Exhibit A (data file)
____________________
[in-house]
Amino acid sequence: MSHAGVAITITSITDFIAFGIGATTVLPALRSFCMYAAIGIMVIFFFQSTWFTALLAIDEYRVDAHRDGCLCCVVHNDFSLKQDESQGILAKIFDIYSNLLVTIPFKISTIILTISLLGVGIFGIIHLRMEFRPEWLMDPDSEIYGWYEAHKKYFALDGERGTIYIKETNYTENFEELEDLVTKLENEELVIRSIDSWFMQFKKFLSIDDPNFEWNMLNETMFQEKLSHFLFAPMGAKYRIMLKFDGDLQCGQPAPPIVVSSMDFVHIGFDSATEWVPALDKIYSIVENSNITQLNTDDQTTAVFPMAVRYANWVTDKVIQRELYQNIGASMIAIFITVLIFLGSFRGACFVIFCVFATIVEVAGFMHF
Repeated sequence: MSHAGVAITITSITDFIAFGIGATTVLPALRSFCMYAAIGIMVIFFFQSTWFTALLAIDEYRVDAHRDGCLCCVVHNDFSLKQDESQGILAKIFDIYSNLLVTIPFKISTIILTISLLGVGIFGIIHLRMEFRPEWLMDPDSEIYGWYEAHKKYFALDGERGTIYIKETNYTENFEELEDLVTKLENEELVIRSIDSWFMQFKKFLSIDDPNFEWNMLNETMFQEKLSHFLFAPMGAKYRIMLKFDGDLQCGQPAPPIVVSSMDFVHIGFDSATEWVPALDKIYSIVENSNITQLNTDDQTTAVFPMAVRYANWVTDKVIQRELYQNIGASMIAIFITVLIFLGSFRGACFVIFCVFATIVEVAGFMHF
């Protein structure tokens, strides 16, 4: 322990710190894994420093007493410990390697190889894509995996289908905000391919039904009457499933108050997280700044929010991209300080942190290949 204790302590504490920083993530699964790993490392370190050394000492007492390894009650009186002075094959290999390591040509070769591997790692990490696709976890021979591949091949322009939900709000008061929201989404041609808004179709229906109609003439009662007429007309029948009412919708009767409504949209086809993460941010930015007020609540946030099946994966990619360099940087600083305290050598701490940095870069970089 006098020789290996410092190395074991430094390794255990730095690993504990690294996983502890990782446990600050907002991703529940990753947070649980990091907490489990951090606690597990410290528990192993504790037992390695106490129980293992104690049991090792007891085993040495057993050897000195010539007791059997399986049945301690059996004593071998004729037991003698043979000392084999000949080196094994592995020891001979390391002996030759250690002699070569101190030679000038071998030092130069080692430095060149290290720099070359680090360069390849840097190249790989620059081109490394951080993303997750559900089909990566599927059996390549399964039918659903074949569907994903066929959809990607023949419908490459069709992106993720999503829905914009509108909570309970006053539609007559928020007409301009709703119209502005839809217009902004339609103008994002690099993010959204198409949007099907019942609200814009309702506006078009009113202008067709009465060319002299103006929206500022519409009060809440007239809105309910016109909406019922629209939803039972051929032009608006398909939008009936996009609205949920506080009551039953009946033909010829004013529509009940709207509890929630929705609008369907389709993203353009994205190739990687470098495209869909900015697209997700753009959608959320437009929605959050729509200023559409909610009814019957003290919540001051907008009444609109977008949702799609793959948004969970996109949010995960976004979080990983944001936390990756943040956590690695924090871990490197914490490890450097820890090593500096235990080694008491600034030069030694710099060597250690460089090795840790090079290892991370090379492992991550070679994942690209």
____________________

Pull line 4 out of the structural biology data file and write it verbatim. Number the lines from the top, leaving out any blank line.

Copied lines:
């Protein structure tokens, strides 16, 4: 322990710190894994420093007493410990390697190889894509995996289908905000391919039904009457499933108050997280700044929010991209300080942190290949 204790302590504490920083993530699964790993490392370190050394000492007492390894009650009186002075094959290999390591040509070769591997790692990490696709976890021979591949091949322009939900709000008061929201989404041609808004179709229906109609003439009662007429007309029948009412919708009767409504949209086809993460941010930015007020609540946030099946994966990619360099940087600083305290050598701490940095870069970089 006098020789290996410092190395074991430094390794255990730095690993504990690294996983502890990782446990600050907002991703529940990753947070649980990091907490489990951090606690597990410290528990192993504790037992390695106490129980293992104690049991090792007891085993040495057993050897000195010539007791059997399986049945301690059996004593071998004729037991003698043979000392084999000949080196094994592995020891001979390391002996030759250690002699070569101190030679000038071998030092130069080692430095060149290290720099070359680090360069390849840097190249790989620059081109490394951080993303997750559900089909990566599927059996390549399964039918659903074949569907994903066929959809990607023949419908490459069709992106993720999503829905914009509108909570309970006053539609007559928020007409301009709703119209502005839809217009902004339609103008994002690099993010959204198409949007099907019942609200814009309702506006078009009113202008067709009465060319002299103006929206500022519409009060809440007239809105309910016109909406019922629209939803039972051929032009608006398909939008009936996009609205949920506080009551039953009946033909010829004013529509009940709207509890929630929705609008369907389709993203353009994205190739990687470098495209869909900015697209997700753009959608959320437009929605959050729509200023559409909610009814019957003290919540001051907008009444609109977008949702799609793959948004969970996109949010995960976004979080990983944001936390990756943040956590690695924090871990490197914490490890450097820890090593500096235990080694008491600034030069030694710099060597250690460089090795840790090079290892991370090379492992991550070679994942690209």